Giving your CV a novel ‘twist’ is a surefire way to make sure it doesn’t get lost in all the noise.
An engineering CV should include the following: Your educational history from your university years should include your predicted or actual degree grades, information on group projects and your dissertation, any units relevant to the job, and relevant academic awards.
However, the good news is that, once complete, a CV can be submitted with minor tweaks for each new employer.
A CV should concisely outline your relevant educational history, work experience, professional accomplishments and qualifications.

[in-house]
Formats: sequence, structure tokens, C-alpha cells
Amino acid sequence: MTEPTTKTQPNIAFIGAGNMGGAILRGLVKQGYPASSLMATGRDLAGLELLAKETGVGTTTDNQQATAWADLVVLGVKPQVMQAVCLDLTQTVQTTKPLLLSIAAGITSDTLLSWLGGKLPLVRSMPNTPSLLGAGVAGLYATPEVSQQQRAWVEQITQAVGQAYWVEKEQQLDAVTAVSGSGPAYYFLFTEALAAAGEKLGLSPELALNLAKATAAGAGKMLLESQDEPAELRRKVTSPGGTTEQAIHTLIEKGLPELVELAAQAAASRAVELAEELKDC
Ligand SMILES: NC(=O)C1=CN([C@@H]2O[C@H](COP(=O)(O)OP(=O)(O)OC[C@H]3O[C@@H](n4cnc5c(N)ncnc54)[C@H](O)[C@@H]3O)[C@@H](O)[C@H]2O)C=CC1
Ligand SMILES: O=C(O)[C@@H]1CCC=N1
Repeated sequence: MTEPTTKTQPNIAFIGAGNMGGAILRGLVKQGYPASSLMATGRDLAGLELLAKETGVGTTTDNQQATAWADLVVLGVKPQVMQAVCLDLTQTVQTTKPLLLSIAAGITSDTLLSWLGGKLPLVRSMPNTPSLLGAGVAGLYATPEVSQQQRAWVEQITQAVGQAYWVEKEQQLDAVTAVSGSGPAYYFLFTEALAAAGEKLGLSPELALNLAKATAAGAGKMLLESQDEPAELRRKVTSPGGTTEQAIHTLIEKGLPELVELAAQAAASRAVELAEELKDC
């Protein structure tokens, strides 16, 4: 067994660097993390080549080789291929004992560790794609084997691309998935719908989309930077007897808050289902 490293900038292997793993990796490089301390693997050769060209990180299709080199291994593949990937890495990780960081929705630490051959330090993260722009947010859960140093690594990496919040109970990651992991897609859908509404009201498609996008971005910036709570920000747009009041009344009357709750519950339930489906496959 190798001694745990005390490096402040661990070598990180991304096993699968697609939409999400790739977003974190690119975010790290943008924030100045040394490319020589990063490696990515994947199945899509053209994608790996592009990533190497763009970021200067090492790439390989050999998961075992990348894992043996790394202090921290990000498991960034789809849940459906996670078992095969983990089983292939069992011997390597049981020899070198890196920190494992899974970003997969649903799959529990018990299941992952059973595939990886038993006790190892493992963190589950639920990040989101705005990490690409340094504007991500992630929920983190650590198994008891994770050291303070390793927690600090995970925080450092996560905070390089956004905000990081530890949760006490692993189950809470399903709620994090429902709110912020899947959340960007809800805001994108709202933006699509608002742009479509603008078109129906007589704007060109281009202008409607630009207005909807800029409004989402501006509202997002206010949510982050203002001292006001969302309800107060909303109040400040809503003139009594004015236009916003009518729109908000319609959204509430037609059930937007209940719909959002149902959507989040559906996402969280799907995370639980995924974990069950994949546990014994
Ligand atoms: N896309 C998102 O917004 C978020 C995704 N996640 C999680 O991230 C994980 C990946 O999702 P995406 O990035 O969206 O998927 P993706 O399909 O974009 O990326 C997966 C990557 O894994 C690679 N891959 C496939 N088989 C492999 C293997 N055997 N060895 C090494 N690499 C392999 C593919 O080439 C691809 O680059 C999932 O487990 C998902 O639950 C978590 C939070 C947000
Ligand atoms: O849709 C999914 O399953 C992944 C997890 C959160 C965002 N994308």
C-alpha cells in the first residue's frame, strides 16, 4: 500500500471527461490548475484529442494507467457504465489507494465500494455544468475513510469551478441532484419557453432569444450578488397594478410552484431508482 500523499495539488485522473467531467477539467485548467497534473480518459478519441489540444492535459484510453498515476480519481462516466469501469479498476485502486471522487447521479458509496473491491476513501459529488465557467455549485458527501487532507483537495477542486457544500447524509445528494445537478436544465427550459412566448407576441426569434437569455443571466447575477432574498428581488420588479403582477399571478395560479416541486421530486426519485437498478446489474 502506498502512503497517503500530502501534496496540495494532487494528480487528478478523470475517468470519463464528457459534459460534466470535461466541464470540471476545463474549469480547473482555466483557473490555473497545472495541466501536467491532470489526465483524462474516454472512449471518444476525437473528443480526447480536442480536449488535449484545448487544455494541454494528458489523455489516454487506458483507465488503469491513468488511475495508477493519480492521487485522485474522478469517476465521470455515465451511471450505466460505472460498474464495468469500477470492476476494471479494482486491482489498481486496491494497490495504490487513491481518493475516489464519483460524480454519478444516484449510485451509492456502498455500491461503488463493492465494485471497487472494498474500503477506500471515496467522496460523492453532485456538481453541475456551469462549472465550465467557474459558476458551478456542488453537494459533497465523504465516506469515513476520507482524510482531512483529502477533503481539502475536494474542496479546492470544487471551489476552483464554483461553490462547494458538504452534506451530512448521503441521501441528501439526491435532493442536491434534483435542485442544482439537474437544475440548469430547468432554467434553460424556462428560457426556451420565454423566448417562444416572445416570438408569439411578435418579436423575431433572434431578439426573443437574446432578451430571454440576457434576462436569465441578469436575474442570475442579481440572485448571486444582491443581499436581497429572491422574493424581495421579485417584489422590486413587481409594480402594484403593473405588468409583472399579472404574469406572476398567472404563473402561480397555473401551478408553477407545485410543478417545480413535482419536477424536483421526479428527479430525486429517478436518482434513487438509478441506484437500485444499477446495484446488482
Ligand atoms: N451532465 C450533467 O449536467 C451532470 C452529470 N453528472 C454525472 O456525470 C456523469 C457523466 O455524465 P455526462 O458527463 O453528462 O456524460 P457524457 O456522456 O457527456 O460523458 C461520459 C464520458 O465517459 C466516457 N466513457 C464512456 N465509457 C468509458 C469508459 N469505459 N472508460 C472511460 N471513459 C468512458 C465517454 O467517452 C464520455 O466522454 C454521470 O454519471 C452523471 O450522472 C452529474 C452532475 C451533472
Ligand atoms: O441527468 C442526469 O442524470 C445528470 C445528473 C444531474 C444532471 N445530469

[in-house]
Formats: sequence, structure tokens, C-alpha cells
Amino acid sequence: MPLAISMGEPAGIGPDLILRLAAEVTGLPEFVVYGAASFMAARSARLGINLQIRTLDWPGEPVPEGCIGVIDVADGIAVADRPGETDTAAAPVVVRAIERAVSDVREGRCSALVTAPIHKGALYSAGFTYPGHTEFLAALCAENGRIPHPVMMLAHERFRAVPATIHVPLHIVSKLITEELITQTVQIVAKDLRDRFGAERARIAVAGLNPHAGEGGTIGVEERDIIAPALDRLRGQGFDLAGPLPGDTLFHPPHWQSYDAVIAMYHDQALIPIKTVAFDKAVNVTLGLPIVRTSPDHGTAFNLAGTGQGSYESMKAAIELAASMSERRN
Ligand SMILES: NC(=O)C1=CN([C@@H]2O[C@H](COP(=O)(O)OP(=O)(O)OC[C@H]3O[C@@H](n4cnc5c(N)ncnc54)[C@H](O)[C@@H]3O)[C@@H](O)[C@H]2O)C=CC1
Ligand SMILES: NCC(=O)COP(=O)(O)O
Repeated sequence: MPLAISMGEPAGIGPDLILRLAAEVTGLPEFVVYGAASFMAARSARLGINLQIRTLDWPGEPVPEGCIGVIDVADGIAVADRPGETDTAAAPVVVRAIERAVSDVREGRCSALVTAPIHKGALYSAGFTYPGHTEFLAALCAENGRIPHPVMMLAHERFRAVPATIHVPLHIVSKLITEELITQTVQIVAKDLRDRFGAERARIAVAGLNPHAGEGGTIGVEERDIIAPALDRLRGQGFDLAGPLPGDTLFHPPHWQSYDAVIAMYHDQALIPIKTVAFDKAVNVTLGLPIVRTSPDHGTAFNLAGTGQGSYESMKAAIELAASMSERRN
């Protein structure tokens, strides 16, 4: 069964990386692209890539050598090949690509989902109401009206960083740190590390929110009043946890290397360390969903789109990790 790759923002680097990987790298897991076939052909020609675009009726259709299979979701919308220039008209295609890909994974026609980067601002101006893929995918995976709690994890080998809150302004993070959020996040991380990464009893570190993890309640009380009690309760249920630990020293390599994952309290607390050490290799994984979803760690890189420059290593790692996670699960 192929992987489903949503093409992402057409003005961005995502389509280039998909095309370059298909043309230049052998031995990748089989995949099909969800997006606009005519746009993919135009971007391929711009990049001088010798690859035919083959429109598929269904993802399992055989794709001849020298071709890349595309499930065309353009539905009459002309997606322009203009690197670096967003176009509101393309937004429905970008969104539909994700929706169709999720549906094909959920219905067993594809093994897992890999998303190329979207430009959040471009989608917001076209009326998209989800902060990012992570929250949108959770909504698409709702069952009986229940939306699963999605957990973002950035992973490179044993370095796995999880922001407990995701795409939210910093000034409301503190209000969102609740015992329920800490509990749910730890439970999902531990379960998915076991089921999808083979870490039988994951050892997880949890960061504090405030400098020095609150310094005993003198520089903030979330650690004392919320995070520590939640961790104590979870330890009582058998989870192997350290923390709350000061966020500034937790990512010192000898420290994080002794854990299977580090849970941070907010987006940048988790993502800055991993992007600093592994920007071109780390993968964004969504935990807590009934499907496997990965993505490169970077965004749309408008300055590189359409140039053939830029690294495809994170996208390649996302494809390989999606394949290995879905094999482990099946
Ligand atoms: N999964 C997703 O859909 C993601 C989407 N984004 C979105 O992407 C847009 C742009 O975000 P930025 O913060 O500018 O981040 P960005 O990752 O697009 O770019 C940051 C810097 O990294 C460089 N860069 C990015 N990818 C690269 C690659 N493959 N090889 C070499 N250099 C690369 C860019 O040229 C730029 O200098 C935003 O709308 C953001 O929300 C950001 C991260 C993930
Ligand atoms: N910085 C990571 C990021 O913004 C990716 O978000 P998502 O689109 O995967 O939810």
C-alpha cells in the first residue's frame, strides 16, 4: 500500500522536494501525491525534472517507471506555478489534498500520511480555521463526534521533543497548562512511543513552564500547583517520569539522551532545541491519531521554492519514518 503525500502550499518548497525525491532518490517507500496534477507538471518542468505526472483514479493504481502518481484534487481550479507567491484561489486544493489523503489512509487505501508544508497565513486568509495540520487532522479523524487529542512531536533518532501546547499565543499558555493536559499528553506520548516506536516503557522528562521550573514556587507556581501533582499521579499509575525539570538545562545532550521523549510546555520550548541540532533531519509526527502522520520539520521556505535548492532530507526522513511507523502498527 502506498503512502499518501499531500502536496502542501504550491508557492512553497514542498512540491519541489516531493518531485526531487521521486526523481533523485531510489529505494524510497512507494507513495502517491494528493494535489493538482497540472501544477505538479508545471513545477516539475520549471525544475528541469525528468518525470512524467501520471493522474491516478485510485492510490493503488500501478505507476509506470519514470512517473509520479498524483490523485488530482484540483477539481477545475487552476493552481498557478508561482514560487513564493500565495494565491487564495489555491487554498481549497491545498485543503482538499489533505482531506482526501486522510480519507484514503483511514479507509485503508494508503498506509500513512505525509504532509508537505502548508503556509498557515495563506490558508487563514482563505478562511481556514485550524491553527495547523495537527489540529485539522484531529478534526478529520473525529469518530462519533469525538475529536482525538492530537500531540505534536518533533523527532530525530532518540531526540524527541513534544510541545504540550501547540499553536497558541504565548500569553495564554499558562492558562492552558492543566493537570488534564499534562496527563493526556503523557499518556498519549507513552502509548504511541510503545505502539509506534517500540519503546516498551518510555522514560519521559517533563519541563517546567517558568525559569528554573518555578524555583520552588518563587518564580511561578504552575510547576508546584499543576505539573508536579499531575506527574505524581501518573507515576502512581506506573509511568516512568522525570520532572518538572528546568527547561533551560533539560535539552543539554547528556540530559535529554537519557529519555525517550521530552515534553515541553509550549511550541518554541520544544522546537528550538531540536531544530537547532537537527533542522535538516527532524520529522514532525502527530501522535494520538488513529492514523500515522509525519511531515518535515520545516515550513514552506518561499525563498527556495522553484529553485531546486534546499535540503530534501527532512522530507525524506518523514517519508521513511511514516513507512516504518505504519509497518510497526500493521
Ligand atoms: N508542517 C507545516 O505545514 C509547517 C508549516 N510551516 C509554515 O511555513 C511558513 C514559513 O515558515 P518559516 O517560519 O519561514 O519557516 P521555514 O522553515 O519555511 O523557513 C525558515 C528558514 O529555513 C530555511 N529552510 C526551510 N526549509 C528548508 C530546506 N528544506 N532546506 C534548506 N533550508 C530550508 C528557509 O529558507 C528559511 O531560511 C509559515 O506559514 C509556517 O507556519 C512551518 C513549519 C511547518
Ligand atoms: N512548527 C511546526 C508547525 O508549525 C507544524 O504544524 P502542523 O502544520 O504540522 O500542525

Successful cover letters: Cover letters can be time-consuming, and that’s largely due to the importance of writing a new one for each application.
Nothing turns off a prospective employer quite like the sense that they’re reading a template message.
Engineering employers don’t need to know the specifics of units that don’t relate to them.
You should prioritise any engineering work experience you might have, and highlight specific accomplishments that are relevant to the position for which you’re applying.
Your cover letter should have a clear structure with an introduction that leads into a summary of your relevant skills and experiences.
This should be followed by a closing statement that reiterates your interest in the job, thanks the employer for their time, and includes a ‘soft pitch’.